To mark the start of National Skin Cancer Action Week (15–21 November) Victorian adults and parents of young children are being encouraged to brush up their sun protection habits as new data shows one in four 25–44 year olds are getting sunburnt on summer weekends.
Results of the 2019 Summer Sun Protection Survey (Life in Australia™) also showed that in 2019, 25–44 year-olds also had a penchant for a suntan, with more than four in 10 (43%) saying they like to get a tan, a sign of harmful UV damage. Furthermore, only three in 10 (31%) 25–44 year olds spend most of their time in the shade when outdoors on summer weekends.
Head of SunSmart, Heather Walker, said the data showed some very concerning sun protection habits – particularly given many in this age group are parents with young families.
“As Victoria’s Covid-19 restrictions ease, people are spending longer periods outdoors at times when the UV is high or extreme. We all need to be more aware of the risks of UV. This is especially important for parents of young children who are particularly vulnerable to UV exposure.
“Childhood and adolescence are critical periods when UV exposure determines to a large extent the lifetime potential for skin cancer. That’s why it’s so important that those with young families enjoy the sun safely and reinforce good sun protection habits for the next generation” she said.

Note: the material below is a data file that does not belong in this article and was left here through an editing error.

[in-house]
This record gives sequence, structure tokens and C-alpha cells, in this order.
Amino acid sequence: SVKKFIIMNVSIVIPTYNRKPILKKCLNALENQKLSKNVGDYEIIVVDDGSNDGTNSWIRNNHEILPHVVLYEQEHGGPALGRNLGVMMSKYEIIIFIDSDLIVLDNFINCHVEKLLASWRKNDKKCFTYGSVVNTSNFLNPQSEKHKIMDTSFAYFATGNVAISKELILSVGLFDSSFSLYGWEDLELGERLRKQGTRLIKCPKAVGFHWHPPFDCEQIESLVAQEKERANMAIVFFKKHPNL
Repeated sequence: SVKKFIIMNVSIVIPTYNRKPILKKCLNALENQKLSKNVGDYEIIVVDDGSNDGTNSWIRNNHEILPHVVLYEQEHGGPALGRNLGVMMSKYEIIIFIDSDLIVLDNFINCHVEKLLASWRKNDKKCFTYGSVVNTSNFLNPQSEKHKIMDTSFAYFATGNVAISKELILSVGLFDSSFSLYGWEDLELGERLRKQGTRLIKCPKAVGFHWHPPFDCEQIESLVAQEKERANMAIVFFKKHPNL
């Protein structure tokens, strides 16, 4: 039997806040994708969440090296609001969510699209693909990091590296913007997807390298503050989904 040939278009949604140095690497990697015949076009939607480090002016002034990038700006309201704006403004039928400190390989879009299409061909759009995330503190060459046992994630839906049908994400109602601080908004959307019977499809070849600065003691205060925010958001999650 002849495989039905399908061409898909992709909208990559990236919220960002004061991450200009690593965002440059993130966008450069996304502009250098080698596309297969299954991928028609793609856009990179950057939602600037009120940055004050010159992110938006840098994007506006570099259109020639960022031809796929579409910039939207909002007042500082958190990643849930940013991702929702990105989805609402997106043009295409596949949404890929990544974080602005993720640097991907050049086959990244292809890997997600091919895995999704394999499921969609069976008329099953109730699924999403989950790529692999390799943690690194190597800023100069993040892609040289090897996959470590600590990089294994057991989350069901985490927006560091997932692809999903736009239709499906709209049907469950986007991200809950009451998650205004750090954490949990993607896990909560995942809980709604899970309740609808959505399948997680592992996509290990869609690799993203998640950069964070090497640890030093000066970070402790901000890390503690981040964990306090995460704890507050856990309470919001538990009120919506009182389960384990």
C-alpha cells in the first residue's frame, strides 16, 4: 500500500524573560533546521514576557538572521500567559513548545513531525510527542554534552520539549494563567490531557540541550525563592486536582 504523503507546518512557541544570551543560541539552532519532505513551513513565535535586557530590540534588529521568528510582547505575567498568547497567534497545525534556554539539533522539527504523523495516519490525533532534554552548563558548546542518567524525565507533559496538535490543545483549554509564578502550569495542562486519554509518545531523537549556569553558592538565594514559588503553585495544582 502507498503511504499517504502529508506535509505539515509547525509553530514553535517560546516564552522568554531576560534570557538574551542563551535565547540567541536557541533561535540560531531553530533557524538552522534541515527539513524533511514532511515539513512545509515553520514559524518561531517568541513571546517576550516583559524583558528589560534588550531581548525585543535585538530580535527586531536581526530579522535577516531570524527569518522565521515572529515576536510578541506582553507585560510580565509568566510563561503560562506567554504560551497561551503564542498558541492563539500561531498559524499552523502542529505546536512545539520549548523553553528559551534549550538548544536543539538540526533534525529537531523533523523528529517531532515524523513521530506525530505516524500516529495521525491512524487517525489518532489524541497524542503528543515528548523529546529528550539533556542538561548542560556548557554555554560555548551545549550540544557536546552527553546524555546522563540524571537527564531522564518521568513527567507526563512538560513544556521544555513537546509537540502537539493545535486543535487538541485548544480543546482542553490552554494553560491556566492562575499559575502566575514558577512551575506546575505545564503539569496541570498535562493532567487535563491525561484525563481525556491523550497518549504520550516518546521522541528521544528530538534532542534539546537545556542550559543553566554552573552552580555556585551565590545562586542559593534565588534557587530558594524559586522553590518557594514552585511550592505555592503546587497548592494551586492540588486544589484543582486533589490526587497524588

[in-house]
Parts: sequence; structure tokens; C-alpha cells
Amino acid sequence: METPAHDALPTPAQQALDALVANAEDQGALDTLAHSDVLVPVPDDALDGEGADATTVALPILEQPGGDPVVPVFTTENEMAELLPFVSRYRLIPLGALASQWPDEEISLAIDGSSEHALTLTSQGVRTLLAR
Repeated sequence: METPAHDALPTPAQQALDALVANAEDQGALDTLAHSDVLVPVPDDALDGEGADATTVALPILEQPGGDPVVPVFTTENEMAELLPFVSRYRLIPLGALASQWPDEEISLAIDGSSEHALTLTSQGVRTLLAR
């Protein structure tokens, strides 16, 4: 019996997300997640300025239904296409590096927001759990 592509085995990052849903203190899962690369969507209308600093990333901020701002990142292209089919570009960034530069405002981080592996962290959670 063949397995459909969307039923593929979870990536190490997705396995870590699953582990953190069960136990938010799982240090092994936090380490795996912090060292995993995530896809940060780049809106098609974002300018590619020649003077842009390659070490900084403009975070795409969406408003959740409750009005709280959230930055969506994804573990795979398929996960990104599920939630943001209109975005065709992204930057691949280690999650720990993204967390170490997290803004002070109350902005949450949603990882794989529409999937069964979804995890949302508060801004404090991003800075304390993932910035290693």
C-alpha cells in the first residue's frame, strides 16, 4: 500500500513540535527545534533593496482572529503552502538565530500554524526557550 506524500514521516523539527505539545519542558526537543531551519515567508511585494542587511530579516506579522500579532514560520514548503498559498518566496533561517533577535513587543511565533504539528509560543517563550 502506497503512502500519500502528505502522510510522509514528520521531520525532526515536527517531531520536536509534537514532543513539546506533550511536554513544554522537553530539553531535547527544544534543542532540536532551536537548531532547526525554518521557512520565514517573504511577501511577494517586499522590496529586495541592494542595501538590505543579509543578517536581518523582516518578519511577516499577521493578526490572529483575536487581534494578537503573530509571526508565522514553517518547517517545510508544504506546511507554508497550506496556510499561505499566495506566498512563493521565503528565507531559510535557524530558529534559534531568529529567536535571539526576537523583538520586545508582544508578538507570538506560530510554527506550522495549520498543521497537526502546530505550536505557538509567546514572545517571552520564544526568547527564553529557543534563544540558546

Each year, to raise awareness of the dangers of UV, Cancer Council and the Australasian College of Dermatologists come together for National Skin Cancer Action Week (15–21 November). This year it has been extended throughout summer, with a campaign that plays on the nostalgia of the famous Slip, Slop, Slap catch-cry from the 80’s – It’s still the same sun.
Ms Walker said the campaign is designed to remind adults that while a lot has changed since the introduction of Sid the Seagull, the danger of UV remains the same.
“The SunSmart messaging is just as important now as it ever was. With 95% of skin cancers resulting from exposure to UV, the risk of skin cancer can be drastically reduced by simply protecting the skin when the UV is 3 and above” she said.
Skin cancer (melanoma and non-melanoma skin cancers) accounts for the largest number of cancers diagnosed in Australia each year. Across the country, it is estimated that approximately 587,000 Australians will be diagnosed with skin cancer in 2020. In Victoria alone in 2019, over 2,800 Victorians were diagnosed with melanoma, the deadliest form of skin cancer.
Ms Walker said she hoped the It’s still the same sun campaign would resonate with Victorians and help reduce the risk of such a highly preventable cancer.
SunSmart recommends that Victorians protect their skin in five ways when the UV is 3 and above:
- Slip on loose protective clothing that covers as much skin as possible.
- Slop on SPF30 (or higher), broad spectrum, water resistant sunscreen 20 minutes before going outdoors. Reapply every two hours.
- Slap on a broad-brim, bucket or legionnaire hat that shades the face, neck and ears.
- Seek shade wherever possible outside.
- Slide on close-fitting, wrap-around sunglasses that cover as much of the eye area as possible and meet the Australian Standard.